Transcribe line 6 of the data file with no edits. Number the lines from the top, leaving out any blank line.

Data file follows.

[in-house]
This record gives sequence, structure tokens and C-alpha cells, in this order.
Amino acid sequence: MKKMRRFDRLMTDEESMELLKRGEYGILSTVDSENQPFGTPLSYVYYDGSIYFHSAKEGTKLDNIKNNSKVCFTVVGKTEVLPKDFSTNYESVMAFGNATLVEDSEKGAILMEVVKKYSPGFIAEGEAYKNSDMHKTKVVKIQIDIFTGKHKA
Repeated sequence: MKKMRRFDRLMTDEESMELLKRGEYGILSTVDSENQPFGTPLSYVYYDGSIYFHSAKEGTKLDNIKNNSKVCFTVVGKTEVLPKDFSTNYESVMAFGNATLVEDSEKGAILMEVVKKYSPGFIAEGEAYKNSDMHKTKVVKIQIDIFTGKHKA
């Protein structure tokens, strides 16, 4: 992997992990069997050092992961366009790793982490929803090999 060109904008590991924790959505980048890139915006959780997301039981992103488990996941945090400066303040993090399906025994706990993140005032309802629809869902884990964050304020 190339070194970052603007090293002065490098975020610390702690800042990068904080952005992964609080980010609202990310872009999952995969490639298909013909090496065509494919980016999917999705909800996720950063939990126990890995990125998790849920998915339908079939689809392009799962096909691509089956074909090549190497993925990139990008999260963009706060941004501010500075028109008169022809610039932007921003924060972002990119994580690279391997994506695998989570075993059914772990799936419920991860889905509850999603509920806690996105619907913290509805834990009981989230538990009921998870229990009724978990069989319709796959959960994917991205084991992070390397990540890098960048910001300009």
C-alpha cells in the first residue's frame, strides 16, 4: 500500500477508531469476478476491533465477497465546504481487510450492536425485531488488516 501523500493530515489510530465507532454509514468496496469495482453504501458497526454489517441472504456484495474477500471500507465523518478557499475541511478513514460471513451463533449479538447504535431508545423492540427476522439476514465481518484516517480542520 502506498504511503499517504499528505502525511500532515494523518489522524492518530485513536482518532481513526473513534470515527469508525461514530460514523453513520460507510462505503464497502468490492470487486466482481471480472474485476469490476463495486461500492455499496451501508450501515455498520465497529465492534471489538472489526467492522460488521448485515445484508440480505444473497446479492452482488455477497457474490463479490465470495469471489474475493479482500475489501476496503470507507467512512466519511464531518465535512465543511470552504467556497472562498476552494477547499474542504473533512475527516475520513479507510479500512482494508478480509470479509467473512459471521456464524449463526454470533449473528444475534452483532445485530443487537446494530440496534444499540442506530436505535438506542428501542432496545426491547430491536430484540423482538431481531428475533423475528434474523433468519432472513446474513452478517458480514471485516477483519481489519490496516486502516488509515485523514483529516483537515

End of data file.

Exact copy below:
C-alpha cells in the first residue's frame, strides 16, 4: 500500500477508531469476478476491533465477497465546504481487510450492536425485531488488516 501523500493530515489510530465507532454509514468496496469495482453504501458497526454489517441472504456484495474477500471500507465523518478557499475541511478513514460471513451463533449479538447504535431508545423492540427476522439476514465481518484516517480542520 502506498504511503499517504499528505502525511500532515494523518489522524492518530485513536482518532481513526473513534470515527469508525461514530460514523453513520460507510462505503464497502468490492470487486466482481471480472474485476469490476463495486461500492455499496451501508450501515455498520465497529465492534471489538472489526467492522460488521448485515445484508440480505444473497446479492452482488455477497457474490463479490465470495469471489474475493479482500475489501476496503470507507467512512466519511464531518465535512465543511470552504467556497472562498476552494477547499474542504473533512475527516475520513479507510479500512482494508478480509470479509467473512459471521456464524449463526454470533449473528444475534452483532445485530443487537446494530440496534444499540442506530436505535438506542428501542432496545426491547430491536430484540423482538431481531428475533423475528434474523433468519432472513446474513452478517458480514471485516477483519481489519490496516486502516488509515485523514483529516483537515